The slumping economy has taken a toll on a massive construction project that was supposed to help boost the Las Vegas economy. Work on the Echelon Hotel- Casino stopped Friday and won’t start back up for at least a year.
The delay for Echelon is the first huge blow to the future of Las Vegas because of the slow economy. 800 construction workers were told to stop working because Echelon has been placed on hold.
„Clearly, as we look at it, we think in the next nine to 12 months — we think in the next three to four quarters — that we will be at a place where we can restart the project,“ said Boyd Gaming President and CEO Keith Smith.
Smith made the public announcement at the release of their quarterly earnings report. He says this has nothing to do with Boyd Gaming as a company, but how the slow economy affected the minority partners on the project.
Morgan’s Hotel Group committed to building two boutique hotels, but no one would agree to loan them the money for their part.
General Growth Properties was building the mall and could not sign high end stores to long term leases. Smith says that forced Boyd to delay Echelon, „It’s interesting. When you turn the clock back a year, you could have never guessed that we would be in this position a year later.“
Smith adds waiting about a year will hopefully loosen investment money. Without that money, the third wave of new jobs in Las Vegas will have to wait.
Encore opens in December, planning to hire 5,300 people. In 2009, Project CityCenter opens employing 12,000 people. But the 10,000 new jobs at Echelon set for 2010 will have to wait.
„We began to notify the workers and contractors this morning — having conversations with them. We will be winding down with them as quickly as possible,“ said Smith.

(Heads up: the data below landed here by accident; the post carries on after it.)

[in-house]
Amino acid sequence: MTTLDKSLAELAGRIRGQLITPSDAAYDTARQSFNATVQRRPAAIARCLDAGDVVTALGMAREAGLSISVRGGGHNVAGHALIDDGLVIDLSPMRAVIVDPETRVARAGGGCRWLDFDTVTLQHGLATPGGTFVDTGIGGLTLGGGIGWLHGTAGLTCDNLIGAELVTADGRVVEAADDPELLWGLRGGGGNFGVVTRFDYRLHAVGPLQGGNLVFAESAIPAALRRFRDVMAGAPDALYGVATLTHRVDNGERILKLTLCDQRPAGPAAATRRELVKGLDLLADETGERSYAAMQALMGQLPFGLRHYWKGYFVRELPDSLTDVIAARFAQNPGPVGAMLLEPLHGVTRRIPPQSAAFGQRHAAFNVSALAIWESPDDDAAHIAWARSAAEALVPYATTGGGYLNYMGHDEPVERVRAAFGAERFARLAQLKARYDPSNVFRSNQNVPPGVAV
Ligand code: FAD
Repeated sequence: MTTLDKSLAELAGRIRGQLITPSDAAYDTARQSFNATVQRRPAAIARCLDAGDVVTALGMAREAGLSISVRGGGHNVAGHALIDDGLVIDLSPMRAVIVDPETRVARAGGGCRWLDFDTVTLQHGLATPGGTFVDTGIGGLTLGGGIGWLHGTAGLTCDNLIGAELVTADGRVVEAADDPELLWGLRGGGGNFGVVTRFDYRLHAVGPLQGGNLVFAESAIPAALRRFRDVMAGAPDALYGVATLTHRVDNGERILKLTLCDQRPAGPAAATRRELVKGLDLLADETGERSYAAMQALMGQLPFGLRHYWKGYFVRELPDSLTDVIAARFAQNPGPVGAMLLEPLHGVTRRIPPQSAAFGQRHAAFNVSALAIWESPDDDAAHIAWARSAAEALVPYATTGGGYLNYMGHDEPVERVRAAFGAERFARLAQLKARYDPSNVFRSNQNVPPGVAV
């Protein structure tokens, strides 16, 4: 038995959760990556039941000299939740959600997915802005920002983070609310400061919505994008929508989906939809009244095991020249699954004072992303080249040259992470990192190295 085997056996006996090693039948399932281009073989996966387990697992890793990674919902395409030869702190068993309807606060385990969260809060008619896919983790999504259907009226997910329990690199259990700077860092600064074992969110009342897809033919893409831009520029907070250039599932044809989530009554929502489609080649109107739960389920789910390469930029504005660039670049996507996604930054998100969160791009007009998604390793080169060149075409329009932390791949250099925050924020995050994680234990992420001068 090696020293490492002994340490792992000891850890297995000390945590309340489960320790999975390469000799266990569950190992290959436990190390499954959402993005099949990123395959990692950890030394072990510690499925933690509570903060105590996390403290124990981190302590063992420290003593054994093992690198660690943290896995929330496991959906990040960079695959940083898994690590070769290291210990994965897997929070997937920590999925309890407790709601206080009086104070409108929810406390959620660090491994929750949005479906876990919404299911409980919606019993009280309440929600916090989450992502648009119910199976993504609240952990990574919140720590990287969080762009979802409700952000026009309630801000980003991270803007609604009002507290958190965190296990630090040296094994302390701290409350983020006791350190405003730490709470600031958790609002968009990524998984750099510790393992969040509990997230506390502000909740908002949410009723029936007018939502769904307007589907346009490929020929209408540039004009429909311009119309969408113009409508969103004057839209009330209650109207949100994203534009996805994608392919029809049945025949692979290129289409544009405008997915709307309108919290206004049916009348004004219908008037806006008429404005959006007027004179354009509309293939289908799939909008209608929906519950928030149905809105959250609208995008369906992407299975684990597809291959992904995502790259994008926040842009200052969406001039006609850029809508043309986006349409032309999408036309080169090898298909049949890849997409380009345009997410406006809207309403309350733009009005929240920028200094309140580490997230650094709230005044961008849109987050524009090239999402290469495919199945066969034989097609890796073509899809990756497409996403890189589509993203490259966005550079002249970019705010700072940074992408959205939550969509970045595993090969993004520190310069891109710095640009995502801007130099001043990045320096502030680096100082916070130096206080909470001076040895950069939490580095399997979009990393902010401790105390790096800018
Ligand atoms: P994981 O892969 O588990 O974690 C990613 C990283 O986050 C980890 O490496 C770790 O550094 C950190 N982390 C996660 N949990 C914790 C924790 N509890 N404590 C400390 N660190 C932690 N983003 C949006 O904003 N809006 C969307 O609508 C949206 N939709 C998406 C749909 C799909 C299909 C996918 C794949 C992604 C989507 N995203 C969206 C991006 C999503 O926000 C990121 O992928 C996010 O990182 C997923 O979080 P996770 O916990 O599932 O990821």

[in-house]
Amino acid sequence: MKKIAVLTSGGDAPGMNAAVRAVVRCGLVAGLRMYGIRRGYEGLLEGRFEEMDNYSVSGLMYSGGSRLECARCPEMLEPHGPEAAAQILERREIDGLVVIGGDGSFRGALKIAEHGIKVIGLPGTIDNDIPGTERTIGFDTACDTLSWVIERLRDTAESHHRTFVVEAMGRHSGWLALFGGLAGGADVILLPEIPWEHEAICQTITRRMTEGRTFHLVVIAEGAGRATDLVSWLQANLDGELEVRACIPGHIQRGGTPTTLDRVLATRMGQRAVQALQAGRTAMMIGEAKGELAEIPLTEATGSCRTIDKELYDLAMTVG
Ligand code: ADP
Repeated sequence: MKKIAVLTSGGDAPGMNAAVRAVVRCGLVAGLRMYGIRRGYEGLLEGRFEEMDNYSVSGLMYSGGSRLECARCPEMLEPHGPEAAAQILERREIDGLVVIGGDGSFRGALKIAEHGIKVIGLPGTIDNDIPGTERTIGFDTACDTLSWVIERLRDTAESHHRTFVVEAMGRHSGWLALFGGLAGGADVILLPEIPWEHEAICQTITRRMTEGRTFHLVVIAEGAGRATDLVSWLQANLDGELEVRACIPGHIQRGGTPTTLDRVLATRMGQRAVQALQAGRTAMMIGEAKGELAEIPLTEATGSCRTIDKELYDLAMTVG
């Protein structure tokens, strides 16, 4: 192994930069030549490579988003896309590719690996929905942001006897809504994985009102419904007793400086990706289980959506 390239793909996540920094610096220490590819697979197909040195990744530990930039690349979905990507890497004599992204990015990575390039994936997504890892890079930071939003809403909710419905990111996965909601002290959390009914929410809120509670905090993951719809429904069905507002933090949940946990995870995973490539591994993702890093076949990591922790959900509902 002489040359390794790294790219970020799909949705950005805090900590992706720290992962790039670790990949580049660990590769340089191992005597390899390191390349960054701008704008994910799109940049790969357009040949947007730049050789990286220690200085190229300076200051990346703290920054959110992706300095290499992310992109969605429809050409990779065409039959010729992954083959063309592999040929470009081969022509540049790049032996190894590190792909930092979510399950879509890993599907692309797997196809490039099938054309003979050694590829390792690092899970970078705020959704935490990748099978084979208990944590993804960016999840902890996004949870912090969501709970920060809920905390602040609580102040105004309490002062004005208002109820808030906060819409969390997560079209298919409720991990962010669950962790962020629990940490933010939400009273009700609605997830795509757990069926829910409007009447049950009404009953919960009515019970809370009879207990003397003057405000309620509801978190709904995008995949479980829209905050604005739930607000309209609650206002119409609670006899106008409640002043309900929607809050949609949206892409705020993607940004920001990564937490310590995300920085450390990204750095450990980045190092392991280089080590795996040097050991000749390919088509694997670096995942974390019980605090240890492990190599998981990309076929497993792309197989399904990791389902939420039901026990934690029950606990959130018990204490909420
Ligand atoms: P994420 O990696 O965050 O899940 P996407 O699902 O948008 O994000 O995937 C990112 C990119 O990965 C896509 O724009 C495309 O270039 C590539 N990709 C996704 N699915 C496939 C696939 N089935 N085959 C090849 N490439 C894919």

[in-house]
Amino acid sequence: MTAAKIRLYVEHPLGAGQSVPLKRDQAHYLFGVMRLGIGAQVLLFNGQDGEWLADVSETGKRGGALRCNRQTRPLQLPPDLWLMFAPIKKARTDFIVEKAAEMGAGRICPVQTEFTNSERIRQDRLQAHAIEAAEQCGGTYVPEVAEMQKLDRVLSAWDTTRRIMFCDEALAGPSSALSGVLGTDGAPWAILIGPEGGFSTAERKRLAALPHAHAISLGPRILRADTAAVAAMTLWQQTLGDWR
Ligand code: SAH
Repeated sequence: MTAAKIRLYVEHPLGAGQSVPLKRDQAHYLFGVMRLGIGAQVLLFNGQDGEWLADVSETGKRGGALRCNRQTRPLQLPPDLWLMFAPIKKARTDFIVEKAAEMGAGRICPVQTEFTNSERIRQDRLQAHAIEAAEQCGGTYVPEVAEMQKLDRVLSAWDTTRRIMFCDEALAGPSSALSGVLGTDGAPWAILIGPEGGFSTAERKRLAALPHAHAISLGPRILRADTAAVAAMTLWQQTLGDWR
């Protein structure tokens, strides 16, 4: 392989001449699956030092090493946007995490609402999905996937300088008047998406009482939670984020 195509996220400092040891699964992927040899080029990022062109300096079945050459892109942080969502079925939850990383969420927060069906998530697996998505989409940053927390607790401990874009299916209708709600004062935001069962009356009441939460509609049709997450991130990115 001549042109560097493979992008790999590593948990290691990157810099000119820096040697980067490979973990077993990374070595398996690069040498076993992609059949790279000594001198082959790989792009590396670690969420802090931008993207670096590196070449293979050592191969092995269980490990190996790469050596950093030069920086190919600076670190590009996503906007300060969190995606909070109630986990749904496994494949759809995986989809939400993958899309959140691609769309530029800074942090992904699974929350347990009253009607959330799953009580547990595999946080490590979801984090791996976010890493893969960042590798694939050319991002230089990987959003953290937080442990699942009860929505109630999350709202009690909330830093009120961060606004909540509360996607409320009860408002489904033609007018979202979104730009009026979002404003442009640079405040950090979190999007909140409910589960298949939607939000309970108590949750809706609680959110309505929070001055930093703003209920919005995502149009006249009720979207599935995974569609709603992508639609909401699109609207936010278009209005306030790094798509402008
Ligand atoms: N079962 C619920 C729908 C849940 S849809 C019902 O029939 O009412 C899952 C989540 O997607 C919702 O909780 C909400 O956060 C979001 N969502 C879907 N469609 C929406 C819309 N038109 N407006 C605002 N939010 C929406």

Some work will continue for the next year, but only to make sure that the equipment stays secure on the construction site.
Smith believes that by 2011, when it’s now scheduled to open, the economy should be in a full up-swing.
Boyd Gaming is in the process of renegotiating with Morgan’s and General Growth Properties. Because they could not make financing, their contracts with Boyd Gaming are up in September.
General Growth Properties released earnings Thursday. In their call with investors they alluded to this problem. The company owns four other properties in Las Vegas.
The President and CEO says the Grand Canal Shoppes at the Venetian is doing very well. Stores are making an average of USD 1,200 a square foot. The Fashion Show Mall on the Strip is making about USD 1,100 a square foot. But the newly opened Shoppes at the Palazzo are struggling. Many of the stores have still not opened.
General Growth’s newest property, the Shoppes at Summerlin Centre, has also been put on hold. By waiting a year to open, General Growth hopes to have 90-percent of the shoppes rented.